Gord Downie Dead At 53, Tragic Brain Tumor ‘Tough To Treat’

Gord Downie is dead. CBC News reported that the beloved Tragically Hip frontman died on Tuesday, October 17 after a long struggle with an aggressive brain tumor. Downie shared his struggle with his heartbroken fans and organized a country-wide farewell tour after the 2016 cancer diagnosis announcement.

Downie was known for his ability to bring together people who would never otherwise have known each other. With his distinctive voice and ingenious lyrics, Gord helped create many bridges in the “diverse array of music lovers” who came to Tragically Hip shows.

“The Hip,” as they are affectionately known, first formed in 1984 while band members were still high school students in Kingston, Ontario. Only three years later, they released their first self-titled EP and were an instant success.

After thirty years, 13 studio albums, countless hits like “Bobcaygeon” and “New Orleans is Sinking,” multiple Juno awards and nominations, several of Downie’s solo projects, and induction into the Canadian Music Hall of Fame, Gord Downie’s Tragically Hip high school band is still enormously popular. CTV shared that Downie himself is considered to be a music icon in Canada, although he is less well-known among American music fans.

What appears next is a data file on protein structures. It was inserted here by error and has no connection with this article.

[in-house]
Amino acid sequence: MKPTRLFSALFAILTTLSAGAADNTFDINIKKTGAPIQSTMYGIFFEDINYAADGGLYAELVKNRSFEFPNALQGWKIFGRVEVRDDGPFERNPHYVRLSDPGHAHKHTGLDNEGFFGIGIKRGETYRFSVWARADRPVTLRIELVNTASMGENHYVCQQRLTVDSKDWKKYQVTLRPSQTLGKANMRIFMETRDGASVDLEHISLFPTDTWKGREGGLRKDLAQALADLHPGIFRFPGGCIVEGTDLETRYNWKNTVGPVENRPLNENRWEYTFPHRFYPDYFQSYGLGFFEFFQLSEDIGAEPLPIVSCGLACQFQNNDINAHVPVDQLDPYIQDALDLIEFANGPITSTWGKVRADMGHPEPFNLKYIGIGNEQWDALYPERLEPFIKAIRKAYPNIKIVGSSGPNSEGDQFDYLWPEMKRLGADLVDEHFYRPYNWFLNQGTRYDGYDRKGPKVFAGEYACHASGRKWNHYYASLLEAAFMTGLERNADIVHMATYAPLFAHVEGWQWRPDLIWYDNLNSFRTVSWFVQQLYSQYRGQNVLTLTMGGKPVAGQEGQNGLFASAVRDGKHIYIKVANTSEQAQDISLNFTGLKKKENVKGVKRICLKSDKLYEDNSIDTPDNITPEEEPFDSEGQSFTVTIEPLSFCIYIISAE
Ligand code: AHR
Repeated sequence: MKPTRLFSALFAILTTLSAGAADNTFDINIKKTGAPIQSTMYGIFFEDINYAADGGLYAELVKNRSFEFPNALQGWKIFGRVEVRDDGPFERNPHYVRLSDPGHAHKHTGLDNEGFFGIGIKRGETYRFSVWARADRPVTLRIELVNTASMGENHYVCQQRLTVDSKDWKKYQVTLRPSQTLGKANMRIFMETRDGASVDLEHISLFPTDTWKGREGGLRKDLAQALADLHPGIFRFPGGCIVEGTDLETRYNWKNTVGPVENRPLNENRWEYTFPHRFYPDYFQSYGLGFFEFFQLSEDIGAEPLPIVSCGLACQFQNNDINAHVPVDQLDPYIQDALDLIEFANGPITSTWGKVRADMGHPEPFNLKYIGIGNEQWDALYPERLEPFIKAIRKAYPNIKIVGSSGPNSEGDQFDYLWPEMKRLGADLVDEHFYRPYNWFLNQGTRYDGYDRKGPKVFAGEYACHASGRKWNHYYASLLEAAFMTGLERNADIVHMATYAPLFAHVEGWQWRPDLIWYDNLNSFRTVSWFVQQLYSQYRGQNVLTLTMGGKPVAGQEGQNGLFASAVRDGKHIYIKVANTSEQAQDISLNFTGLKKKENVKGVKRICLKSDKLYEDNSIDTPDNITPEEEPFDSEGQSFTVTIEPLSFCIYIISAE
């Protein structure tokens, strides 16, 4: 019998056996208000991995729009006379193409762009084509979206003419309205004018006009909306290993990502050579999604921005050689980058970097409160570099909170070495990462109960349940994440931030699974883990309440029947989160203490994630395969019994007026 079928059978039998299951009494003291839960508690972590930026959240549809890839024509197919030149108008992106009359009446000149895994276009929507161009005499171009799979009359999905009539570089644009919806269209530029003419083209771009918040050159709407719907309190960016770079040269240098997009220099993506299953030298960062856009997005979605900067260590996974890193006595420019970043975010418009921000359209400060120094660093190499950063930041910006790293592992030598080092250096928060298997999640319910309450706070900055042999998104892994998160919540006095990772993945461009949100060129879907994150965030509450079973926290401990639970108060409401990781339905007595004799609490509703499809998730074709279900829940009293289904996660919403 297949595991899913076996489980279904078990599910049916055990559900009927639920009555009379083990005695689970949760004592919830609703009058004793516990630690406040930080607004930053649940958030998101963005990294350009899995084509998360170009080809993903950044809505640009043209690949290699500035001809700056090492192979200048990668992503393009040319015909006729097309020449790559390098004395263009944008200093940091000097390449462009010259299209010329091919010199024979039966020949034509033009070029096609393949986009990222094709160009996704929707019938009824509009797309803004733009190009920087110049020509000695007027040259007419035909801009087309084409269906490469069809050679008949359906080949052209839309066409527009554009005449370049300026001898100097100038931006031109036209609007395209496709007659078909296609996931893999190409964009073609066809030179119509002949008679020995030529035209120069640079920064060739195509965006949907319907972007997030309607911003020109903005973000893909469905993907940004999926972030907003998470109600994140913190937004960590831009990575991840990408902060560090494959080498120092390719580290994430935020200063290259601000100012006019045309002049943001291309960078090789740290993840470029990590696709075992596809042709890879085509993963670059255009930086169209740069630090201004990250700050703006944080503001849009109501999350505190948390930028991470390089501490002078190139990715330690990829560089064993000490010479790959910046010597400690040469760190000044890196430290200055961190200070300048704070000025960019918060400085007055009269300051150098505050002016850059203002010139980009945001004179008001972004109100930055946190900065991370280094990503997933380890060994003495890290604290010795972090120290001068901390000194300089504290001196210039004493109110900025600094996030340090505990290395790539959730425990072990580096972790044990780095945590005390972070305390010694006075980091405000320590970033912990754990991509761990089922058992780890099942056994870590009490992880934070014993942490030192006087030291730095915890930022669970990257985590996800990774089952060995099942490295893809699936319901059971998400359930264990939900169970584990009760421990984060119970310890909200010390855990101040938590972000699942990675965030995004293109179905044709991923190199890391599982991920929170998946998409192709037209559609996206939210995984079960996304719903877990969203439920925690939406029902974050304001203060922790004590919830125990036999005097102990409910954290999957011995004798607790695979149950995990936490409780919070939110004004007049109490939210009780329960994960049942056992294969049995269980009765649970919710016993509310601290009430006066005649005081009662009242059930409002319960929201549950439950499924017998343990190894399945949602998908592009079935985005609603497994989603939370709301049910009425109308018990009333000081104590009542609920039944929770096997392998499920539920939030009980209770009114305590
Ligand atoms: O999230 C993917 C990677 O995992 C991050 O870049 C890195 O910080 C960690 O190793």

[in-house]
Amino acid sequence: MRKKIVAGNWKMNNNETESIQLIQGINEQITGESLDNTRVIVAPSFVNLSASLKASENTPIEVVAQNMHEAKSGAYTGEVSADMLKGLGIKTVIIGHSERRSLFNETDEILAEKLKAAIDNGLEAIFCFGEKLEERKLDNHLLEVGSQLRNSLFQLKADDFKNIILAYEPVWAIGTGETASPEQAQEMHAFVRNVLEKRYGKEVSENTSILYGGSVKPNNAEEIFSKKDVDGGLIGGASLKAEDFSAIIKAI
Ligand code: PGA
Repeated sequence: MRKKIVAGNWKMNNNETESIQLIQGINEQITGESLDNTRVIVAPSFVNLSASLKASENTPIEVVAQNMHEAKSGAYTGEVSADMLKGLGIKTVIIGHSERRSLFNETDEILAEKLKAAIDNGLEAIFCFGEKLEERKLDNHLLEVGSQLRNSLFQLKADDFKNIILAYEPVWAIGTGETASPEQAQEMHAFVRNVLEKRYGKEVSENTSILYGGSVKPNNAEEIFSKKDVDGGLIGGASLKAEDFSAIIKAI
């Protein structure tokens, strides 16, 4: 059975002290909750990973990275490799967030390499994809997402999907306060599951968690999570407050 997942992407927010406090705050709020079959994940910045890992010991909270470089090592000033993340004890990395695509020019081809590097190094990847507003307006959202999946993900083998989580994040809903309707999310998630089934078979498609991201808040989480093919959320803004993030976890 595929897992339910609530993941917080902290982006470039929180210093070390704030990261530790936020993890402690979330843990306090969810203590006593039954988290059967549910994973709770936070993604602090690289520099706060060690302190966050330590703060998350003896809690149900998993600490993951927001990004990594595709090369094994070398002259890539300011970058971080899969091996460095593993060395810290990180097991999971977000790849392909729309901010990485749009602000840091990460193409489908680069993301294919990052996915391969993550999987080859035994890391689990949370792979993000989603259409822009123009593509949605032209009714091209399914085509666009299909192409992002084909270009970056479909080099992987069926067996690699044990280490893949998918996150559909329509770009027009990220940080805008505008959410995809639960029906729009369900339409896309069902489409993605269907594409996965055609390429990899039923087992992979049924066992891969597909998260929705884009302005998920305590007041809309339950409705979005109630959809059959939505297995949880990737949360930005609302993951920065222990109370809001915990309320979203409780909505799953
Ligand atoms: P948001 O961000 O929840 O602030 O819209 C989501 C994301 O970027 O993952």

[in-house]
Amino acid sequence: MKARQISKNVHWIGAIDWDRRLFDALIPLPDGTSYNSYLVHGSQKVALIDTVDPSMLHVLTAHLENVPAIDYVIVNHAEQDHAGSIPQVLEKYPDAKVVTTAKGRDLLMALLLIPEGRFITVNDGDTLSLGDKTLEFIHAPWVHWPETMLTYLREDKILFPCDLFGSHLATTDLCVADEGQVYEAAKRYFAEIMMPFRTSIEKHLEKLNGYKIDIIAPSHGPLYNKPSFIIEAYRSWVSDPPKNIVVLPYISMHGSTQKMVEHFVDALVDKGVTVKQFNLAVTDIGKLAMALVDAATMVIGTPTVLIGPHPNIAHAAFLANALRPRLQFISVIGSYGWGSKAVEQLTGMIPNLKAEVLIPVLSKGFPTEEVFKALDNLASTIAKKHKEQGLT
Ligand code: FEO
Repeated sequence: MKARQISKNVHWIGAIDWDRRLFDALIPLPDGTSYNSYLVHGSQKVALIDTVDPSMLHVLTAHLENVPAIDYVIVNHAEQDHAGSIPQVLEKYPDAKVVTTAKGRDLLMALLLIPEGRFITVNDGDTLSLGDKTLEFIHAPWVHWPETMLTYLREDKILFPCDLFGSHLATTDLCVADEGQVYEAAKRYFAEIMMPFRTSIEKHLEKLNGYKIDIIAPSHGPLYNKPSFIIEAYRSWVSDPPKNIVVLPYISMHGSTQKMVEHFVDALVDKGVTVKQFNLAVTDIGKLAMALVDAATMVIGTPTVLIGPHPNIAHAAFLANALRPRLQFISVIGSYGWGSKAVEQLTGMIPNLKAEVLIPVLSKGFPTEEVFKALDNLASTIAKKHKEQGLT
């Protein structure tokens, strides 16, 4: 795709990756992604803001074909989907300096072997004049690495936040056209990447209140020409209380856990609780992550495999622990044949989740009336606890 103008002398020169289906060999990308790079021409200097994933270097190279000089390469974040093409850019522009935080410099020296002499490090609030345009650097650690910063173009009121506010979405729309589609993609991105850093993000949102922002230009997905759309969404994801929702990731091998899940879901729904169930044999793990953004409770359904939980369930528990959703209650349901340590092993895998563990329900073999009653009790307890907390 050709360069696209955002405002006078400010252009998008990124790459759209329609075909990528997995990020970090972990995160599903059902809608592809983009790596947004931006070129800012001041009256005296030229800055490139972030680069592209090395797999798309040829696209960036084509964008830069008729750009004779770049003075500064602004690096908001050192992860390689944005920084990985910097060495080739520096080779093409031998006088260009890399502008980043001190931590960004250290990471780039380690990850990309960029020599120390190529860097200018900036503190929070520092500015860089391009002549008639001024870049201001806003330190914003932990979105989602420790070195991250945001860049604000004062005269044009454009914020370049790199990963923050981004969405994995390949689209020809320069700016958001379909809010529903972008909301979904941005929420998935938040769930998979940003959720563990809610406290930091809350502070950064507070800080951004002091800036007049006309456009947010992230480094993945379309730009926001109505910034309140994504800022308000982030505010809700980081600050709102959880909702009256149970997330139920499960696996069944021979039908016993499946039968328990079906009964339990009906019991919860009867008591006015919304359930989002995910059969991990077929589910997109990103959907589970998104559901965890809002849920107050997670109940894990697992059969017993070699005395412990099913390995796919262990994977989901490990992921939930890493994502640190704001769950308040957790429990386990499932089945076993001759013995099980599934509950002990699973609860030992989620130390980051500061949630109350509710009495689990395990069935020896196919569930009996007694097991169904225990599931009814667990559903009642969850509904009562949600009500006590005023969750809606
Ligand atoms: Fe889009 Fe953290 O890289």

Gord Downie's glioblastoma multiforme brain tumor was diagnosed almost 2 years before Downie's death.

Downie was so beloved that even Stats Canada tweeted a remembrance of the iconic singer and songwriter.

A statement on the Tragically Hip website announced Downie’s death and spoke about his determination to keep living life to the fullest.

“Gord knew this day was coming – his response was to spend this precious time as he always had – making music, making memories and expressing deep gratitude to his family and friends for a life well lived, often sealing it with a kiss… on the lips.”

Toronto CTV wrote that the brain tumor that killed Gord Downie was an incurable glioblastoma multiforme whose cause is unknown, although recent research suggests that it could be linked to genetic mutations.

More than 1,000 Canadians each year are diagnosed with this “highly aggressive” form of brain tumor, and it is a death sentence for 96 percent of the victims. It’s nearly impossible to beat, and average life-expectancy after diagnosis is 18 months.

More men than women develop the tumor, which most often hits between the ages of 45-75. A glioblastoma is particularly difficult to treat because the tumor grows tentacles that reach into surrounding brain tissue.

Dr. Peter Dirks, a senior scientist in brain tumor research at Toronto’s Hospital for Sick Children, explained that the fingers of the tumor embed themselves in delicate parts of the brain “where you just can’t remove it.”

Gord Downie was diagnosed with the GBM, as the tumor is sometimes called, in December 2015 after he suffered a seizure. Gord, his family, and his band dealt with the terrible news in private before announcing Downie’s condition publicly in May 2016 and setting out on their national farewell tour.

Downie also used his last months to raise funds for further research on glioblastoma multiformes.

R.I.P Gord Downie. You will be missed.

[Featured Image by Frazer Harrison/Getty Images]